How does the U.S. proportion of the debt stack up to others when compared to the amount they are expected to pay?

I crunched these numbers, and I found out something interesting. There are two countries that stand out when you compare their percentage of the debt and their expected payment: the United States of America and the Islamic Republic of Iran. Both of these countries have a percentage of the total debt to the UN regular budget that is 426% of what they are expected to pay annually. For comparison, Japan’s debt stands at just over 5% of what they are expected to pay each year.

This statistic says a lot about comparative attitudes toward the UN and engagement with the rest of the world. If this is the preferred measure of those who would withhold funding from the UN, it should give them pause to realize the company they keep by doing so.

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Judged by the Company We Keep?

We all know that the U.S. is by far the largest debtor to the United Nations. In fact, the U.S. represents 94% of all debt to the U.N. regular budget. This means that 6% of the debt to the UN regular budget comes from other countries.

Often people will respond by saying, “Of course the U.S. has the largest debt, since they are the largest contributors.” This is certainly a valid point. The U.S. is expected to pay 22% of the UN’s regular budget–more than anyone else in the world. Obviously then, if we miss any payment at all, it will represent a large percentage of the debt. The question then, is this:

How does the U.S. proportion of the debt stack up to others when compared to the amount they are expected to pay?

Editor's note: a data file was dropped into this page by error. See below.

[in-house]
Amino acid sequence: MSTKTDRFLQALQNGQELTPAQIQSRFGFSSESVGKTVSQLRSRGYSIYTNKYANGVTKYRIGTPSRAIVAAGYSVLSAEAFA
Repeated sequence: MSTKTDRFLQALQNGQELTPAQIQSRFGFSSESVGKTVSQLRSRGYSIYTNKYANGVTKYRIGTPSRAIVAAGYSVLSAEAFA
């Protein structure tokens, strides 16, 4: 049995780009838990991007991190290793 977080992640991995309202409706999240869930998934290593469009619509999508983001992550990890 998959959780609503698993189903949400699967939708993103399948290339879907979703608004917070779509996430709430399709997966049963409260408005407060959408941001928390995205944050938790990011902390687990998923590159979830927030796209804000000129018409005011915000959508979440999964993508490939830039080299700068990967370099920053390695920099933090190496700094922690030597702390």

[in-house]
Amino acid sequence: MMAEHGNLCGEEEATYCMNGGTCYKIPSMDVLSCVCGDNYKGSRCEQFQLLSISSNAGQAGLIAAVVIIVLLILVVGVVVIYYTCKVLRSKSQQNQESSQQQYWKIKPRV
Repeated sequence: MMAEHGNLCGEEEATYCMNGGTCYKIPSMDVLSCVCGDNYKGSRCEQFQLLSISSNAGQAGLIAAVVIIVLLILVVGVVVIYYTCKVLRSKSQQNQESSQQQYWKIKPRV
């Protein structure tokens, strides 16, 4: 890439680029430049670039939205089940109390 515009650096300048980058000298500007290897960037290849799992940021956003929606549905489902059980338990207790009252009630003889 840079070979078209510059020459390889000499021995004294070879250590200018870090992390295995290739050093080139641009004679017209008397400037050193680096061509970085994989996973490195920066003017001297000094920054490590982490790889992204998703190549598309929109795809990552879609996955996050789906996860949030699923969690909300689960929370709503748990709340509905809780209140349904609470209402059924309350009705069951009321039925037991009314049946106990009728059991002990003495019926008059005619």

I crunched these numbers, and I found out something interesting. There are two countries that stand out when you compare their percentage of the debt and their expected payment: the United States of America and the Islamic Republic of Iran. Both of these countries have a percentage of the total debt to the UN regular budget that is 426% of what they are expected to pay annually. For comparison, Japan’s debt stands at just over 5% of what they are expected to pay each year.

This statistic says a lot about comparative attitudes toward the UN and engagement with the rest of the world. If this is the preferred measure of those who would withhold funding from the UN, it should give them pause to realize the company they keep by doing so.

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Thursday Morning Coffee

Top Stories

>>North Korea – Seven months after a suspected nuclear reactor in Syria was destroyed by Israel, the U.S. government has said that it will make public video evidence of North Koreans working on the reactor. Analysts say that the reactor was molded on the one that North Korea used to obtain fuel for its nuclear weapons. Some question the timing of the release; A senior administration official said, to the New York Times, “Making public the pictures is likely to inflame the North Koreans. And that’s just what opponents of this whole arrangement want, because they think the North Koreans will stalk off.”

>>United States – General David Petraeus and Lt. General Raymond Odierno, two commanders most closely associated with President Bush’s strategy in Iraq, have been promoted. Petraeus will become commander of CentCom, covering East Africa, Central Asia, and the Middle East; Odierno, formerly Petraeus’s deputy, will take his spot as the senior commander in Iraq. Petraeus’ promotion could jumpstart a renewed focus on Afghanistan, which he has said could stand some more American troops.